Trying to determine the difference between price and value might seem difficult at first, but in reality, it’s something we’ve understood since childhood.
Let’s say you purchased the last bag of Peanut M&M’S from the vending machine. It only cost 50 cents, according to the vendors who selected that price. However, your friends Carlos and Alexa really wanted Peanut M&M’S and are now bartering with you for the candy.
Carlos says he’ll give you his plastic Mega Man toy (priced around $7) in exchange for the sweets. Meanwhile, Alexa offers a pack of Pokémon holographic stickers (priced at $2).
While the price dictates the plastic, toy is worth more than either the stickers or the candy, it’s up to you to determine what is most valuable to you.
Will you keep the candy? Or will you trade it for the toy or the stickers? It really depends on the set of values you employ.
The same thing can be said for the ecommerce industry. The difference between the price and value of your offerings will have a definite effect upon the success of your business. Here’s what you need to know.
Big Ticket Items Don’t Necessarily Lead to Big Profits
Warren Buffett summed it up nicely when he said, “Price is what you pay, value is what you get.” Some ecommerce entrepreneurs might be under the assumption big ticket items necessarily lead to lucrative payouts. This can be a very costly mistake. For now, most customers still prefer to make big purchases in person rather than online.
There are a few reasons for this, including the increased cost of shipping. The primary rationale is that online purchases still tend to be impulse buys. Just because you can sell 100 t-shirts to your customer base, you can’t expect to sell 100 TVs.
Those are bigger products with a longer sales cycle and fewer sales in general. So just because a television is objectively pricier and more valuable than a T-shirt doesn’t mean it’s a better product for profits.
Novelties Are Valuable to Buyers & Cheap for Sellers
Exploit the differences between cost and value can be very lucrative. Which do you think will fetch a higher price, a plain old baseball or a baseball signed by Hank Aaron? Obviously, the signed baseball will be of greater value, even if the materials are essentially the same.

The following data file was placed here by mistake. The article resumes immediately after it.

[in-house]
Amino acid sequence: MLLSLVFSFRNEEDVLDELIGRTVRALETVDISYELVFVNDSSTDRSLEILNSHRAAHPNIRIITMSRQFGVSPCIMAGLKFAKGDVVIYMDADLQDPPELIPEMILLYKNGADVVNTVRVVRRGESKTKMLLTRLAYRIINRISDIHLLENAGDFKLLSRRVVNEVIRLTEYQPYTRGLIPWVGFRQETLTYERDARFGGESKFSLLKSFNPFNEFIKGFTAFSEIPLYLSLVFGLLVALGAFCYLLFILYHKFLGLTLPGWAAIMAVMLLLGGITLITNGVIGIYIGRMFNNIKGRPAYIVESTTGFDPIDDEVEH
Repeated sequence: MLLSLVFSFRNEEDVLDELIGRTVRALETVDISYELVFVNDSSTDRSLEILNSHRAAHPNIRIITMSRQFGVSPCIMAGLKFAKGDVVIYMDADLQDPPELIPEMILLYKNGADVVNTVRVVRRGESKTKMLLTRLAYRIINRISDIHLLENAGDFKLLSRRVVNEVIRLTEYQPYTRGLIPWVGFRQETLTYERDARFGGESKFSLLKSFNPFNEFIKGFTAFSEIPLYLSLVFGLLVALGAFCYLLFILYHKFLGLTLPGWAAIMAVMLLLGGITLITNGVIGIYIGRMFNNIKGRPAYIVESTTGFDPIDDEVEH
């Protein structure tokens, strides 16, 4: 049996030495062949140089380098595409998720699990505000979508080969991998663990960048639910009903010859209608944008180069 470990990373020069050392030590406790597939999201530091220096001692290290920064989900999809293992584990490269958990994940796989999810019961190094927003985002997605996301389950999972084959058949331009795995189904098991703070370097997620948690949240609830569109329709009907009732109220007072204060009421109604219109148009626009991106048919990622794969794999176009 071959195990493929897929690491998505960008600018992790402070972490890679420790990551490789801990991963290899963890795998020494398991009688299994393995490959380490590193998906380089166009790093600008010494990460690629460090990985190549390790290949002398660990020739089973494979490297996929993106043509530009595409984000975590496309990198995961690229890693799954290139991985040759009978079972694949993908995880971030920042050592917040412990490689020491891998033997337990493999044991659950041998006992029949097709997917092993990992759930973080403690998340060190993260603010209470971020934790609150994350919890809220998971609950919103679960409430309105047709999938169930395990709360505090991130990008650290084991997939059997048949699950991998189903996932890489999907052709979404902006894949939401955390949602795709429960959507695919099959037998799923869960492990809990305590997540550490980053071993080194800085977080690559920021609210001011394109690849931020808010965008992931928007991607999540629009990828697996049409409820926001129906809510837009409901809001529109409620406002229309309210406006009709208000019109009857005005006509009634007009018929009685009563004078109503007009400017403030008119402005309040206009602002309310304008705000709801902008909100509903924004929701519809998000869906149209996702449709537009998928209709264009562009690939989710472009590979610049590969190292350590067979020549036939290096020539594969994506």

This same rule is applicable across any number of products. Funko Pop! figurines are a perfect example. The plastic to create these toys is likely dirt-cheap. But since the figurines are popular collectibles, these limited-release novelties tend to grow in value over time. So, how can you leverage enthusiasm at minimal costs? Find a way to apply this concept to your chosen industry.
Being Seen as a Valuable Brand Goes a Long Way
Value frequently applies to brands. If you sell artwork online and have a strong fanbase, you might be able to charge more for your artwork over competitors. Even if other brands sell cheaper pieces with generally the same quality, people associate more value with your reputation.
To strengthen accomplish this, you’ll need to establish a positive brand identity across your marketing materials. This includes matching your ecommerce theme, your social media postings, your email newsletters, your logo to a coherent and cohesive persona. When these efforts resonate with consumers, your e-store’s overall value will rise.
As you can see, the difference between price and value is nuanced. But that doesn’t mean it’s a mystery. It’s all about being able to determine what your customer base really wants, rather than what you think something is worth.